Showing posts from May, 2014

Looking for somethings

Northern Cardinal It probably does no harm to have a plan; to have thought about what you would like to happen, and then, with a plan in place, to do as much as you can to make it happen.   That seems to be a recipe for getting the most out of the bumpy ride that is opportunity, for making sure that what little time you have is well spent.   But too much planning can get in the way of the delightful surprises and shocks that come along to mess up your day in the best and most unpredictable way. Failure to prepare has well known consequences, but over preparation turns you into a clock watching bore and a trip into a timetable. I had not planned to go to Arizona, so I thought it more necessary than usual to prepare. It was an opportunity that dropped into my lap in an otherwise work dull morning.   It was a gift horse and appropriately I have no skill or interest in dentistry. Outside my office window it was early autumn, but in Arizona it would be early spring.   And in sp

In an Altered State (Part 2)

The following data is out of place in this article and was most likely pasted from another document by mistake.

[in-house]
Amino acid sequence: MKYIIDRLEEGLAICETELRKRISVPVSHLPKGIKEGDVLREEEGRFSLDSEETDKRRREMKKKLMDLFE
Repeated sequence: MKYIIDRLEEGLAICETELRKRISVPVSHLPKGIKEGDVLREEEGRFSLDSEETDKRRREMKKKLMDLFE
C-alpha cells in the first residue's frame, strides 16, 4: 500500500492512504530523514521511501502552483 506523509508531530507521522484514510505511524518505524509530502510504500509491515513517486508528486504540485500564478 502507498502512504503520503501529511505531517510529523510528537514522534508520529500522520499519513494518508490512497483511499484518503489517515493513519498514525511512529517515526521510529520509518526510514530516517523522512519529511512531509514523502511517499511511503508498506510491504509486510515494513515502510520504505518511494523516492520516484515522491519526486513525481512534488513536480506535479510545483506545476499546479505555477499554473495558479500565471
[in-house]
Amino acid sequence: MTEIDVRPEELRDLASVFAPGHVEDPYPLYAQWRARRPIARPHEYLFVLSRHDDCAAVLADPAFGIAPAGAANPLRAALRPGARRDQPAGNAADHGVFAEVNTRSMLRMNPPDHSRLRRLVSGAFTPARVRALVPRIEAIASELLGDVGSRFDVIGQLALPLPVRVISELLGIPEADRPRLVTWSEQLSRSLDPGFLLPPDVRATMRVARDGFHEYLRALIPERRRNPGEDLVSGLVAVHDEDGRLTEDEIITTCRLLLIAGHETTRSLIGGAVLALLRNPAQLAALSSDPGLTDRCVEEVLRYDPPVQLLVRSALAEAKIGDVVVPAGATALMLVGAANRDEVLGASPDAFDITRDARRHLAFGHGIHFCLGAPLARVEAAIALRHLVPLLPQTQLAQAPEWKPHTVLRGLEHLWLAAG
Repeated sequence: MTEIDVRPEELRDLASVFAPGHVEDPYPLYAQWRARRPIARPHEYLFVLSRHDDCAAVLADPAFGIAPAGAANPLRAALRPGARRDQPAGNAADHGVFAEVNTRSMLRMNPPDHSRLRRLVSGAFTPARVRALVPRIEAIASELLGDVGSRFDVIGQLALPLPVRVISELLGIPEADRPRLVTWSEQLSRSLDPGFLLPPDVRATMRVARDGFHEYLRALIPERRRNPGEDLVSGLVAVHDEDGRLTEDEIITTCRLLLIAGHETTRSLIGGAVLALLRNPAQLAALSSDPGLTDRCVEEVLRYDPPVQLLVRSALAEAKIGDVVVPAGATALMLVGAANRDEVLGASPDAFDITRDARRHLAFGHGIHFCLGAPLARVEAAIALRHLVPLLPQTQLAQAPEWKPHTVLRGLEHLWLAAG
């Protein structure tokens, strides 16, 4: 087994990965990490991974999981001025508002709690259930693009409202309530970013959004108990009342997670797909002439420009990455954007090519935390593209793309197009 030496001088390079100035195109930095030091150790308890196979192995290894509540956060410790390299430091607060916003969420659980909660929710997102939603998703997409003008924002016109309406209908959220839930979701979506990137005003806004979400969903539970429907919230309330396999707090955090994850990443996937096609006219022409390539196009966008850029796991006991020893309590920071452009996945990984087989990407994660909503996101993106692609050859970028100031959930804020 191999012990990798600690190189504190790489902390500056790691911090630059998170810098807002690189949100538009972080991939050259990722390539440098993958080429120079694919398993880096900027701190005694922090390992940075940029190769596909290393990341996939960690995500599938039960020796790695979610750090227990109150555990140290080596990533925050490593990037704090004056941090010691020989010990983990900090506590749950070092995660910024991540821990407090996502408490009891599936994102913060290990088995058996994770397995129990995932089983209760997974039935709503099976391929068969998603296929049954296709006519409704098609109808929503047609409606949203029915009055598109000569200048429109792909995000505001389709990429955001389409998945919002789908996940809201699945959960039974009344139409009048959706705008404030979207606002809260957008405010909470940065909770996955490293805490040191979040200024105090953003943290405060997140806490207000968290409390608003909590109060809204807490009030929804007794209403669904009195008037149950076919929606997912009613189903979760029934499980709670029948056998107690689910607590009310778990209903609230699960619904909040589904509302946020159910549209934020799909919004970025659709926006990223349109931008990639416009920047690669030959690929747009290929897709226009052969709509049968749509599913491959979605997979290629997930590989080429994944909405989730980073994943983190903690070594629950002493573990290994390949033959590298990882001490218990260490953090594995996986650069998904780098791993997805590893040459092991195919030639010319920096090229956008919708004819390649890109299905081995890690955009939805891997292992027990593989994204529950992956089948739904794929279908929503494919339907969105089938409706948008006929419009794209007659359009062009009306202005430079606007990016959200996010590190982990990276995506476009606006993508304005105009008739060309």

Awake Finally I may be awake. I step from the bus into another car park.  The landscape around me is red.  Red soil, red stones, red pillars and cliffs.  If it were painted, it would look unreal. The red rocks of Sedona spring from the ground with a rough edged, youthful kind of enthusiasm.  Not for them the well rounded, whale back lines of other, older, landscapes.  Of course, the formation of the red cliffs, pillars and domes has taken a time unconnected to a single life and the rocks themselves are 300 million years old.  Geology relies on numbers with vapour trails of zeros, numbers that drift off towards a failure of understanding.  Numbers that simply stack oldness upon oldness. But the sharp lines of the land show that it is still active and alive, that its geology is not dormant, that process is overcoming permanence.   Sedona sits on a great plateau that is being pushed upwards from below.  As the land grows higher, the forces of erosion and we